Rising senior Minna Apostolova and rising junior Joseph Sexton have been named 2021 Barry A. Goldwater Scholars, the nation’s most competitive scholarship for undergraduate STEM students who show exceptional promise of becoming the nation’s next generation of research leaders.
Some 409 college students across the United States were selected as Goldwater Scholars this year from a pool of more than 5,000 nominees. Goldwater Scholarships contribute up to $7,500 per year toward educational expenses for the remainder of a student’s undergraduate career.
Apostolova, a biochemistry and chemical biology major, became interested in the Goldwater Scholarship after attending an information session hosted by the Vanderbilt Career Center during her first year at the university.
“Cancer has affected several members of my family, so as cliché as it may sound, I distinctly remember promising myself that I would ‘cure cancer’ when I was 7,” Apostolova said. “Later, I joined my high school’s science research team to take my first steps toward accomplishing this lofty goal, and that experience was my first real exposure to the field of science research.”
Through her undergraduate laboratory research under the mentorship of Mary Philip, assistant professor of medicine and pathology, microbiology and immunology, as well as her involvement with the Systems Biology and Bioengineering Undergraduate Research Experience program, Apostolova will continue to study immunotherapies as a Goldwater Scholar.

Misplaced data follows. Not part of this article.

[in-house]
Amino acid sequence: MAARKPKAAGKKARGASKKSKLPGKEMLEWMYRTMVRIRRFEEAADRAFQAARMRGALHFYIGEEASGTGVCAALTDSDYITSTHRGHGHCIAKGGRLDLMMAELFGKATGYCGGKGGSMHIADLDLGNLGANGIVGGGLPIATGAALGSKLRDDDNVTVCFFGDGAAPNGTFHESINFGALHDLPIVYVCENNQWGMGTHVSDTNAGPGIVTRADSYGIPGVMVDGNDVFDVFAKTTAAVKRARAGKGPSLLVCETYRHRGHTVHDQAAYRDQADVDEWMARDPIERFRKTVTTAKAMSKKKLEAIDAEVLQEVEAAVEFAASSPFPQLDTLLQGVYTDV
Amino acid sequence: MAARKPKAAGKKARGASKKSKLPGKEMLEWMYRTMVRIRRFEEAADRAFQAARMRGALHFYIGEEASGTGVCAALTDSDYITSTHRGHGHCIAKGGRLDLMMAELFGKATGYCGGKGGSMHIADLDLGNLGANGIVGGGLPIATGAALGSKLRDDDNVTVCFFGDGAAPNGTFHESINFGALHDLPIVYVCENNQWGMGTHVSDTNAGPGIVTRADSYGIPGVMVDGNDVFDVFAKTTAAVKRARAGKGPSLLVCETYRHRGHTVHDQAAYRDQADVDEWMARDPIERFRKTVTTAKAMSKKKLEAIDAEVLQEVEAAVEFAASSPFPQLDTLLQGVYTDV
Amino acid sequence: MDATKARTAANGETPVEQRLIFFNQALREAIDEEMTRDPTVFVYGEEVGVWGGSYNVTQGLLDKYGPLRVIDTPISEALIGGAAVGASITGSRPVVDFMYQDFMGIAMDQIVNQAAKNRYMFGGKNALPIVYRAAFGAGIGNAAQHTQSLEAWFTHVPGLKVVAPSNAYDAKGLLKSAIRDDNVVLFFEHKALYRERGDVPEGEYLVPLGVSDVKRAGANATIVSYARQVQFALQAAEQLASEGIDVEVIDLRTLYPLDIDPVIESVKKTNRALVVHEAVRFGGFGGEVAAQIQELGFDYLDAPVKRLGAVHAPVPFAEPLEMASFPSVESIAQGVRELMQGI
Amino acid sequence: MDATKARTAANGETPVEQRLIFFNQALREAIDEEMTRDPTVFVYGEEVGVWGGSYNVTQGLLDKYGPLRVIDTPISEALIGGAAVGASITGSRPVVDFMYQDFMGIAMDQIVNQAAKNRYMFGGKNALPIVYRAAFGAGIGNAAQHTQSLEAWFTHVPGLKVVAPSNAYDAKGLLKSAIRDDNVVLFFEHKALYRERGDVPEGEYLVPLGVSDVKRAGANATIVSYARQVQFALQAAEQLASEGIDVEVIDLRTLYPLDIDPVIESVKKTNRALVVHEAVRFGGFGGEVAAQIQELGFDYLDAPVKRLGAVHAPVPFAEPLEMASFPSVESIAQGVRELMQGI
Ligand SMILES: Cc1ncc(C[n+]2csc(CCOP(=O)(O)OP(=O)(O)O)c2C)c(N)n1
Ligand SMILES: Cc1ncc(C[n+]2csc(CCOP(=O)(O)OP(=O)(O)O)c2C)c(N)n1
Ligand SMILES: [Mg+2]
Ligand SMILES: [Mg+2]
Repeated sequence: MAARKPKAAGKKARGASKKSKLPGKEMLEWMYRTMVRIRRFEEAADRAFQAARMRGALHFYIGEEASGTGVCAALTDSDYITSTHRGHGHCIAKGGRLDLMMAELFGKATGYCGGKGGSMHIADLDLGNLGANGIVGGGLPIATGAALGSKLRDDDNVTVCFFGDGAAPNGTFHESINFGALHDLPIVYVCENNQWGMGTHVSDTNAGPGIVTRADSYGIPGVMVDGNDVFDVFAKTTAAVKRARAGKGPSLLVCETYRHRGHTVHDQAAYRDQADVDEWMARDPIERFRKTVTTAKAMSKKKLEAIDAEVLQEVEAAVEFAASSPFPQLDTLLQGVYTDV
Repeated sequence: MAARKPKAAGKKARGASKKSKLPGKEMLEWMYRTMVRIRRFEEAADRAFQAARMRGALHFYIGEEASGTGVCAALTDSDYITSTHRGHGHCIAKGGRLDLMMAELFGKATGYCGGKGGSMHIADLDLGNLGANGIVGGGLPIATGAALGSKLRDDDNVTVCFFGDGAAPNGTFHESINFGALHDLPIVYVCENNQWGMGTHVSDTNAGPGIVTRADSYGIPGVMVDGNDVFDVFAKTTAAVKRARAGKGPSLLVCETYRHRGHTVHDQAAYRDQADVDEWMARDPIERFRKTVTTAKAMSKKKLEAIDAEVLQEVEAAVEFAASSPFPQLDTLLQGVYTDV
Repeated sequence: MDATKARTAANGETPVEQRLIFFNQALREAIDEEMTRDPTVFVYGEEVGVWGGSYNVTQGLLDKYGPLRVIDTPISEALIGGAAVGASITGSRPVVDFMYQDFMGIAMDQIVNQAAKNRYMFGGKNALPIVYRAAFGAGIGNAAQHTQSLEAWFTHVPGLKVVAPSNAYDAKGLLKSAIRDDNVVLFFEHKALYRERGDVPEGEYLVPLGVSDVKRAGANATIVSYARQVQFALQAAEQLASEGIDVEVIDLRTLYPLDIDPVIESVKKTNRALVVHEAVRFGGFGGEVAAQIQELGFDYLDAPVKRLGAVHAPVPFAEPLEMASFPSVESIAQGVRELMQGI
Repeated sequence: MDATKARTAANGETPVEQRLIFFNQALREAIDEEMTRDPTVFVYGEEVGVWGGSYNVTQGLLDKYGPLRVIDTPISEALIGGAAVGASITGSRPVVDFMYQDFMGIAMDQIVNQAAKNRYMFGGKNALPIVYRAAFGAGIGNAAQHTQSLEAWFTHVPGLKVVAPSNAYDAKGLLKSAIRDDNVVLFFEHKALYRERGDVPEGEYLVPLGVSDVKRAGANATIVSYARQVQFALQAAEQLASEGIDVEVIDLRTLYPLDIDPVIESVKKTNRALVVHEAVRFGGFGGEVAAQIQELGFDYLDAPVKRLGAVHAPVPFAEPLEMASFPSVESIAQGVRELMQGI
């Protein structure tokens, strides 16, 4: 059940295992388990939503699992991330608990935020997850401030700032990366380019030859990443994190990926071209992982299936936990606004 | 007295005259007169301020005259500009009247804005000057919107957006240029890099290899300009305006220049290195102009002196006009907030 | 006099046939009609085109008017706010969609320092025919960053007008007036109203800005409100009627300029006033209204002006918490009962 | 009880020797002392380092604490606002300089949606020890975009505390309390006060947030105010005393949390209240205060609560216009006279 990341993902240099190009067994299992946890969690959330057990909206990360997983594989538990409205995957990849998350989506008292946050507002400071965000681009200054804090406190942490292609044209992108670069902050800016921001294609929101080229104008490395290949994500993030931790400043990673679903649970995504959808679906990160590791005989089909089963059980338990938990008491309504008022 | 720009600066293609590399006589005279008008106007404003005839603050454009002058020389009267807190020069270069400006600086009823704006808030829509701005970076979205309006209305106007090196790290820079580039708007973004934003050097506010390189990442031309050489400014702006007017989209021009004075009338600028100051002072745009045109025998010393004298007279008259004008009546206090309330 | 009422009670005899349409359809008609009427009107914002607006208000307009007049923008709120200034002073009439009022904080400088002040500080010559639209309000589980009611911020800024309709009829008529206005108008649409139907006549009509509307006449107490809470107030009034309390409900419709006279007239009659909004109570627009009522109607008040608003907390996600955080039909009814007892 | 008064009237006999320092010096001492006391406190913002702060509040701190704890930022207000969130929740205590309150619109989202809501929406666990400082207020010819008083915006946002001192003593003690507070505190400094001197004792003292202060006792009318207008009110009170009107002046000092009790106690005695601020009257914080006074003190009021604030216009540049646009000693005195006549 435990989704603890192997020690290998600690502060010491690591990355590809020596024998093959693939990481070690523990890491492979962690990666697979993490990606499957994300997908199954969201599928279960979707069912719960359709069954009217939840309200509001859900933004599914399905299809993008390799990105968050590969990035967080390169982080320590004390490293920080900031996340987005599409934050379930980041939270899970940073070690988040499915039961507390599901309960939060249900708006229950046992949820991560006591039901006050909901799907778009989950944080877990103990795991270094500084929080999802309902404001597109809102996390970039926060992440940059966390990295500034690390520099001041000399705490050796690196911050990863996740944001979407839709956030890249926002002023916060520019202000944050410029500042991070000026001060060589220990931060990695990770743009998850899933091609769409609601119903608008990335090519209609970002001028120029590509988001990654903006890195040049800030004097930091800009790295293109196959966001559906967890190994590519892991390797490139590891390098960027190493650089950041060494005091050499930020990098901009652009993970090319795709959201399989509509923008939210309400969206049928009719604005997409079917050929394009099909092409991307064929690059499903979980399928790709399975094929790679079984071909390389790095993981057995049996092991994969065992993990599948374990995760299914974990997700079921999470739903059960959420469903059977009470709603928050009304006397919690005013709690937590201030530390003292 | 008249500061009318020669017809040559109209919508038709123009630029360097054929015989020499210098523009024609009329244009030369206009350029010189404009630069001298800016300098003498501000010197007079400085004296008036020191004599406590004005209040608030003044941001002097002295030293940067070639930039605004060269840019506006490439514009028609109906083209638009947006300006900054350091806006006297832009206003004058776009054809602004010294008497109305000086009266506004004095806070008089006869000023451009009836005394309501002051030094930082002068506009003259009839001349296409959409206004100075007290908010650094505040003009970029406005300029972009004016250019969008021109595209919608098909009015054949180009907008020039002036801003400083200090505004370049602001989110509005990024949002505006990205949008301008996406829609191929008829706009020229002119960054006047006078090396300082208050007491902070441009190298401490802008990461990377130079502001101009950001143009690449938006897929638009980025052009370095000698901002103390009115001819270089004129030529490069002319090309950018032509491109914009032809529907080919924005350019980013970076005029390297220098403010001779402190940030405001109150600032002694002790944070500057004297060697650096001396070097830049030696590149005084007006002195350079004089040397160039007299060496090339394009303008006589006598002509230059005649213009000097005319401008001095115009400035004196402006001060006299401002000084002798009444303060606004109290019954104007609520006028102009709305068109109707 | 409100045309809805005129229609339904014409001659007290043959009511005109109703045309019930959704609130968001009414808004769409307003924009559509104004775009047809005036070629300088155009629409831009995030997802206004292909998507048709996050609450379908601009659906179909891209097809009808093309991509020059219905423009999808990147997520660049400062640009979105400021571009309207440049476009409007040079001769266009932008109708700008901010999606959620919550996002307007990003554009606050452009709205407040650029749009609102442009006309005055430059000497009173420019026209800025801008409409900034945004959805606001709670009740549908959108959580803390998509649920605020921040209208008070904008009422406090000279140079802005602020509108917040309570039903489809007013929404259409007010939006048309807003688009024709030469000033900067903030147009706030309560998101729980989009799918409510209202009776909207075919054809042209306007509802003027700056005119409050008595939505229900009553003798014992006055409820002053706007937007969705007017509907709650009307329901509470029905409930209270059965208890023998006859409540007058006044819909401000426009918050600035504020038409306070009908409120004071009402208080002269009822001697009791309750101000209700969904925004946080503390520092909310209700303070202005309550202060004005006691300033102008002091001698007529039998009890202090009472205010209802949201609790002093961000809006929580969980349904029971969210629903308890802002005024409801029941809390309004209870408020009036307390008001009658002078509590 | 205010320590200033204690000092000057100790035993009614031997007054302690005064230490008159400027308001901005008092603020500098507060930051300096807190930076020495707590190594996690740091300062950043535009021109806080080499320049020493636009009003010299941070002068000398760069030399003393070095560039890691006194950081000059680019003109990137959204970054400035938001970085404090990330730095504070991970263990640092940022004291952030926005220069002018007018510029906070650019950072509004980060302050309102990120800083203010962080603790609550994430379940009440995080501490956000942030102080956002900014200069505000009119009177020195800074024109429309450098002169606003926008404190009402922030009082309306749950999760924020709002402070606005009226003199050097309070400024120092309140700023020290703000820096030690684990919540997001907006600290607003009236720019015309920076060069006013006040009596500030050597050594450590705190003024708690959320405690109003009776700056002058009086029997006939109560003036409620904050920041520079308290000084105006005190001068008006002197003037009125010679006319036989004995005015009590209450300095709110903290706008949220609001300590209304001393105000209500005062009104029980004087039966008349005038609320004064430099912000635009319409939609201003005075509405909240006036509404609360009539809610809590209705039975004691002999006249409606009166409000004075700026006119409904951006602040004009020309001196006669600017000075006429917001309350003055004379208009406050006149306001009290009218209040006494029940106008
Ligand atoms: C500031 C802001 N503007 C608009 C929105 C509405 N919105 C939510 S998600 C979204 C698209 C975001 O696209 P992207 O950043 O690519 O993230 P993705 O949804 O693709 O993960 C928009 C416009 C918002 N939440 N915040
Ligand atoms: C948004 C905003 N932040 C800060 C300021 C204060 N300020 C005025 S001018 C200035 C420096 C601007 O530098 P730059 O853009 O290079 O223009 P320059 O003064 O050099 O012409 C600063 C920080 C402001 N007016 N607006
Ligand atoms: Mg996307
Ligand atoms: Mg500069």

“Broadly speaking, we seek to understand how and why the killer cells of the immune system, CD8+ T cells, become dysfunctional and stop killing cancer cells,” Apostolova said. “I’m also thrilled to be joining the national community of Goldwater Scholars; they are truly an outstanding and inspiring group of young researchers. I’m also very excited to work more closely with these peers on several initiatives on the Goldwater Scholar community’s national executive committee for the upcoming academic year.”
Sexton, a psychology and medicine, health and society major, will center his scholarly work around the study of depressive-like behaviors. Sexton is an Atlanta Lanier Scholarship recipient.
“I started looking into systems and molecular neuroscience behind mood, and, by my senior year, was doing research at Georgia State University with Professor Angela Mabb on depressive-like behaviors in a transgenic mouse line,” Sexton said. “She was incredibly motivational to my continued ambitions in science, even as my lens shifted from neuroscience to psychology and from depression to suicide research during my first year at Vanderbilt.”
Bolstered by his undergraduate research work with many Vanderbilt faculty mentors, Sexton will study the interactions of age, race, marital status and sex as they relate to suicide rates, especially in elderly Americans, using open data from the CDC.
“There is something truly captivating about scientific discovery, and the Goldwater is evidence that I can pursue this for the rest of my life,” Sexton said. “Hopefully my work will prevent suicides, effect societal change in health care and scientific practice, and answer a number of currently enigmatic questions. I could not be more excited about my future plans.”
The Career Center supports undergraduate and graduate students and recent Vanderbilt alumni in the fellowship application process.
Those interested in the Goldwater Scholarship Program or other competitive fellowships should contact Elizabeth Harrington Lambert, associate director of fellowships and scholarships.